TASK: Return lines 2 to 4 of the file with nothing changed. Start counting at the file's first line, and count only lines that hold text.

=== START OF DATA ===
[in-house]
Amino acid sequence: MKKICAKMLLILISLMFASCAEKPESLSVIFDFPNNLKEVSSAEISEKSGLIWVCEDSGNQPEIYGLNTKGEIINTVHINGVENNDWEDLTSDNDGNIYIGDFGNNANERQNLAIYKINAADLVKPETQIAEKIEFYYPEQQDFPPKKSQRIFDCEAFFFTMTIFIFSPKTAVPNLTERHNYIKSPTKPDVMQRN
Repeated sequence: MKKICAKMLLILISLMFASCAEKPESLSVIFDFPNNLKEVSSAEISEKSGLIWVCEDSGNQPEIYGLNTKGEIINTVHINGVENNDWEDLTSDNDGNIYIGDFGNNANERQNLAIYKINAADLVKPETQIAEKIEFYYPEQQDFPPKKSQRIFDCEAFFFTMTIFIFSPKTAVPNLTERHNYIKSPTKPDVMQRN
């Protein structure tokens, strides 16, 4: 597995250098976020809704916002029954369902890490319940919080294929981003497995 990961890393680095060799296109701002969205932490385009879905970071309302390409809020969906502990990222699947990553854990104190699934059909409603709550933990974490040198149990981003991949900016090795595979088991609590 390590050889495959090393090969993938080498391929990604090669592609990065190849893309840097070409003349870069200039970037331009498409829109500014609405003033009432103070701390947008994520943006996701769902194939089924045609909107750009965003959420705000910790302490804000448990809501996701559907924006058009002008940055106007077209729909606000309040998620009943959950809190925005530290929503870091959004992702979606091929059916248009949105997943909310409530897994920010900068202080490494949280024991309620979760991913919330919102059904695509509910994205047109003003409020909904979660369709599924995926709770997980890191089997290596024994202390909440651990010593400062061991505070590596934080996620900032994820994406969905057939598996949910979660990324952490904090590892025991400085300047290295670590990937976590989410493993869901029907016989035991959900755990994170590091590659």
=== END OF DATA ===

Amino acid sequence: MKKICAKMLLILISLMFASCAEKPESLSVIFDFPNNLKEVSSAEISEKSGLIWVCEDSGNQPEIYGLNTKGEIINTVHINGVENNDWEDLTSDNDGNIYIGDFGNNANERQNLAIYKINAADLVKPETQIAEKIEFYYPEQQDFPPKKSQRIFDCEAFFFTMTIFIFSPKTAVPNLTERHNYIKSPTKPDVMQRN
Repeated sequence: MKKICAKMLLILISLMFASCAEKPESLSVIFDFPNNLKEVSSAEISEKSGLIWVCEDSGNQPEIYGLNTKGEIINTVHINGVENNDWEDLTSDNDGNIYIGDFGNNANERQNLAIYKINAADLVKPETQIAEKIEFYYPEQQDFPPKKSQRIFDCEAFFFTMTIFIFSPKTAVPNLTERHNYIKSPTKPDVMQRN
């Protein structure tokens, strides 16, 4: 597995250098976020809704916002029954369902890490319940919080294929981003497995 990961890393680095060799296109701002969205932490385009879905970071309302390409809020969906502990990222699947990553854990104190699934059909409603709550933990974490040198149990981003991949900016090795595979088991609590 390590050889495959090393090969993938080498391929990604090669592609990065190849893309840097070409003349870069200039970037331009498409829109500014609405003033009432103070701390947008994520943006996701769902194939089924045609909107750009965003959420705000910790302490804000448990809501996701559907924006058009002008940055106007077209729909606000309040998620009943959950809190925005530290929503870091959004992702979606091929059916248009949105997943909310409530897994920010900068202080490494949280024991309620979760991913919330919102059904695509509910994205047109003003409020909904979660369709599924995926709770997980890191089997290596024994202390909440651990010593400062061991505070590596934080996620900032994820994406969905057939598996949910979660990324952490904090590892025991400085300047290295670590990937976590989410493993869901029907016989035991959900755990994170590091590659």